Pragmaticism is not a system of philosophy. It is only a method of thinking…
… pragmaticism is simply the doctrine that the inductive method is the only essential to the ascertainment of the intellectual purport of any symbol.
No doubt, Pragmaticism makes thought ultimately apply to action exclusively - to conceived action. But between admitting that and either saying that it makes thought, in the sense of the purport of symbols, to consist in acts, or saying that the true ultimate purpose of thinking is action, there is much the same difference as there is between saying that the artist-painter’s living art is applied to dabbing paint upon canvas, and saying that that art-life consists in dabbing paint, or that its ultimate aim is dabbing paint. Pragmaticism makes thinking to consist in the living inferential metaboly of symbols whose purport lies in conditional general resolutions to act.
Since I have employed the word Pragmaticism, and shall have occasion to use it once more, it may perhaps be well to explain it. About forty years ago, my studies of Berkeley, Kant, and others led me, after convincing myself that all thinking is performed in Signs, and that meditation takes the form of a dialogue, so that it is proper to speak of the ‘meaning’ of a concept, to conclude that to acquire full mastery of that meaning it is requisite, in the first place, to learn to recognize the concept under every disguise, through extensive familiarity with instances of it. But this, after all, does not imply any true understanding of it; so that it is further requisite that we should make an abstract logical analysis of it into its ultimate elements, or as complete an analysis as we can compass. But, even so, we may still be without any living comprehension of it; and the only way to complete our knowledge of its nature is to discover and recognize just what general habits of conduct a belief in the truth of the concept (of any conceivable subject, and under any conceivable circumstances) would reasonably develop; that is to say, what habits would ultimately result from a sufficient consideration of such truth. It is necessary to understand the word ‘conduct,’ here, in the broadest sense. If, for example, the predication of a given concept were to lead to our admitting that a given form of reasoning concerning the subject of which it was affirmed was valid, when it would not otherwise be valid, the recognition of that effect in our reasoning would decidedly be a habit of conduct.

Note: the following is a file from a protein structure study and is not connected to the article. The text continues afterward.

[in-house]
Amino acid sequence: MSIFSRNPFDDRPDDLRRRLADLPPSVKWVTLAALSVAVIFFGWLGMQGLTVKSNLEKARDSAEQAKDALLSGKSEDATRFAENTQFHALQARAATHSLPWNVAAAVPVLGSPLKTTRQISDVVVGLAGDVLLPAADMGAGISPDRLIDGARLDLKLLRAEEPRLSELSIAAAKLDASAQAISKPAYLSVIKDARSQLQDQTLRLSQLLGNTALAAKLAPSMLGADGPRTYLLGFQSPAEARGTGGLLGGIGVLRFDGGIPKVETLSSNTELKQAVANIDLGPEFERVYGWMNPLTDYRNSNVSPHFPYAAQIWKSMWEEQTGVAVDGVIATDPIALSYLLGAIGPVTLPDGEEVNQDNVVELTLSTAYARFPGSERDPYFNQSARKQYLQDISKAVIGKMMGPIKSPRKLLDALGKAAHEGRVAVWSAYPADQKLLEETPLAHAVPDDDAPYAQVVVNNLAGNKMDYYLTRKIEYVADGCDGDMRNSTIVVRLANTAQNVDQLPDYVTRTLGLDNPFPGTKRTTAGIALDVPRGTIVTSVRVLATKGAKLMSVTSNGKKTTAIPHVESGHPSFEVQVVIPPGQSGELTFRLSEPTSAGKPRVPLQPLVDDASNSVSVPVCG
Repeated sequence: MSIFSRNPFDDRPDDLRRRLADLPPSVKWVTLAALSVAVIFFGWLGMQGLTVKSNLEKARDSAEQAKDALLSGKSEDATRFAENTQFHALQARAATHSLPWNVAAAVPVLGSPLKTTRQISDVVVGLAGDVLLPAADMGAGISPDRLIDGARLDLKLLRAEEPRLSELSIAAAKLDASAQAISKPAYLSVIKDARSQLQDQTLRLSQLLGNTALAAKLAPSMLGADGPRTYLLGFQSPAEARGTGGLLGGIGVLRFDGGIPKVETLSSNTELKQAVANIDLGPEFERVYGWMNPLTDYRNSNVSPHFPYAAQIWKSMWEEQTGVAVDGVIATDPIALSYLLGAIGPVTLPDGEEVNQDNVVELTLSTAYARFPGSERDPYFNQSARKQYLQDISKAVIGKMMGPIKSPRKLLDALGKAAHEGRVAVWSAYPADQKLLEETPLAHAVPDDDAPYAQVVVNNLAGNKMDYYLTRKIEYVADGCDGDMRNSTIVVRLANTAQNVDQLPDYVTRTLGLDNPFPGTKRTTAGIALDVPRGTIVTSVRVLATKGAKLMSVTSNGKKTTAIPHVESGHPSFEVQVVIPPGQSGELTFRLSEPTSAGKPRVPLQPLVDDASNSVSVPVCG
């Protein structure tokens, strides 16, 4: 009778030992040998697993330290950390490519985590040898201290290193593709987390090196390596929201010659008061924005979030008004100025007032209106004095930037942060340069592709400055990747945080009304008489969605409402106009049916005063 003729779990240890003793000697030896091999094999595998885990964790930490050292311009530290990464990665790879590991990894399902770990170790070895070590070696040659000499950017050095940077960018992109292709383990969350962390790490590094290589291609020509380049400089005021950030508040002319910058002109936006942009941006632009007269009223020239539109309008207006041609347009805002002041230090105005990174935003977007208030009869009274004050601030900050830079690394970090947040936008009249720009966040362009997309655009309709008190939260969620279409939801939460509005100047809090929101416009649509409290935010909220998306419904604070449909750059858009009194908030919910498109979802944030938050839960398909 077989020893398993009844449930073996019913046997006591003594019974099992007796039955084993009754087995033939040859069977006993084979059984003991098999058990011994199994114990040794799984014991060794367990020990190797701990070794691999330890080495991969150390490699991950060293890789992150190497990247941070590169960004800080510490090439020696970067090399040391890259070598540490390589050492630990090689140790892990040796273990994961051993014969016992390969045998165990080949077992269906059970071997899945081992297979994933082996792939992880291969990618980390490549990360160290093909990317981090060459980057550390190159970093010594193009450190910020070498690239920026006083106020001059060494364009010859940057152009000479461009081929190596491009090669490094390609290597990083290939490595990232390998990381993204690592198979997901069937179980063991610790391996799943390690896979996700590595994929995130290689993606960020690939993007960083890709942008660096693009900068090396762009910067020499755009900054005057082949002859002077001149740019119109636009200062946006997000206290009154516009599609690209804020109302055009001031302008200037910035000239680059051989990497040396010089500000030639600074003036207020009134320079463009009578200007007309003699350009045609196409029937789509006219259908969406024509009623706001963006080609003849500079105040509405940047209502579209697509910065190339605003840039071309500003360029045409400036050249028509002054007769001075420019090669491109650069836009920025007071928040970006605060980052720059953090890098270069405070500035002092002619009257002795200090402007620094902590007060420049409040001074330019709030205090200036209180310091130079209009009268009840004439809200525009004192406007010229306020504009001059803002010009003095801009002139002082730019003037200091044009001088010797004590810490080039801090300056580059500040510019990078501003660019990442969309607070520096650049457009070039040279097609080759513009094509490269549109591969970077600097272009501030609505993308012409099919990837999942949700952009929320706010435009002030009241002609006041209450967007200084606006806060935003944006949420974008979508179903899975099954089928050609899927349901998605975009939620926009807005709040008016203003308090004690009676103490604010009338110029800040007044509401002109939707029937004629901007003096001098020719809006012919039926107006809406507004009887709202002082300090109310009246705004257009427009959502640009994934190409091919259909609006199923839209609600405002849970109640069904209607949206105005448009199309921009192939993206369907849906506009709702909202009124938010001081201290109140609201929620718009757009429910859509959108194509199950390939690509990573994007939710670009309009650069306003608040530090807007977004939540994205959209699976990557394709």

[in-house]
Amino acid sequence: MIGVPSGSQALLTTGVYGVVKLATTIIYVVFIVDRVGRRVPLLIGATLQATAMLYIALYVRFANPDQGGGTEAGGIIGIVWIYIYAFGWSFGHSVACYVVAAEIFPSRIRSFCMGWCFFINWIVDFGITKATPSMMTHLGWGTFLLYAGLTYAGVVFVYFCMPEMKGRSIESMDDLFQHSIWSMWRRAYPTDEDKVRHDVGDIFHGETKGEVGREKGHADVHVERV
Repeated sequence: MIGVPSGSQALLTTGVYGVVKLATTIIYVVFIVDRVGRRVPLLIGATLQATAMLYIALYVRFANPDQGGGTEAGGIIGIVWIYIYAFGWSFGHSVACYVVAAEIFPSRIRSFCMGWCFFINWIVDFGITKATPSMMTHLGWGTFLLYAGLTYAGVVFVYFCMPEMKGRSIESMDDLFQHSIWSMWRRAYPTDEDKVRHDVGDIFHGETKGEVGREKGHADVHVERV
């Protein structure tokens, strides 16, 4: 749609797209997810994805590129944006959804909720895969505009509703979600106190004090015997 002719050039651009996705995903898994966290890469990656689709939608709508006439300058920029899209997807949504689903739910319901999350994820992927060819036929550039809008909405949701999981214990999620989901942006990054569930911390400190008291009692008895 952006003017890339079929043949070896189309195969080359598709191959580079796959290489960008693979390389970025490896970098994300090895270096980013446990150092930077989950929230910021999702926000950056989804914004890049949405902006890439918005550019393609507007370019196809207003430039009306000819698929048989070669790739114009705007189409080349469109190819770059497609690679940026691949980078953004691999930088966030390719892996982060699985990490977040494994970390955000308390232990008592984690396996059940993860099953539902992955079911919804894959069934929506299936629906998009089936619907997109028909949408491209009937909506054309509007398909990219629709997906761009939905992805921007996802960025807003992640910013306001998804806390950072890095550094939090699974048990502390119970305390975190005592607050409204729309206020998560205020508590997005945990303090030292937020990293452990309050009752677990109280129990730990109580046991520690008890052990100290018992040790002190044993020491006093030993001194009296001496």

A special and limited form of pragmatism, in which the pragmatism is restricted to the determining of the meaning of concepts (particularly of philosophic concepts) by consideration of the experimental differences in the conduct of life which would conceivably result from the affirmation or denial of the meaning in question.
According to that logical doctrine which the present writer first formulated in 1873 and named Pragmatism, the true meaning of any product of the intellect lies in whatever unitary determination it would impart to practical conduct under any and every conceivable circumstance, supposing such conduct to be guided by reflexion carried to an ultimate limit. It appears to have been virtually the philosophy of Socrates. But although it is “an old way of thinking,” in the sense that it was practiced by Spinoza, Berkeley, and Kant, I am not aware of its having been definitely formulated, whether as a maxim of logical analysis or otherwise, by anybody before my publication of it in 1878. [—] It did not, however, shine with its present effulgence until Professor Papini made the discovery that it cannot be defined - a circumstance which, I believe, distinguishes it from all other doctrines, of whatsoever natures they may be, that were ever promulgated. Thereupon I thought it high time to give my method a less distinguished designation; and I rechristened it pragmaticism. Pragmaticism, then, is a theory of logical analysis, or true definition; and its merits are greatest in its application to the highest metaphysical conceptions.
Pragmatism (pragmaticism) might be defined as that mode of thinking that never results in a concept that is equivalent to a noun substantive, since all that it thinks is an assertion, or a qualified assertion such as “suppose that (so and so),” or else it is equivalent to an expression of the speaker’s will not asserting it so much as exhibiting it.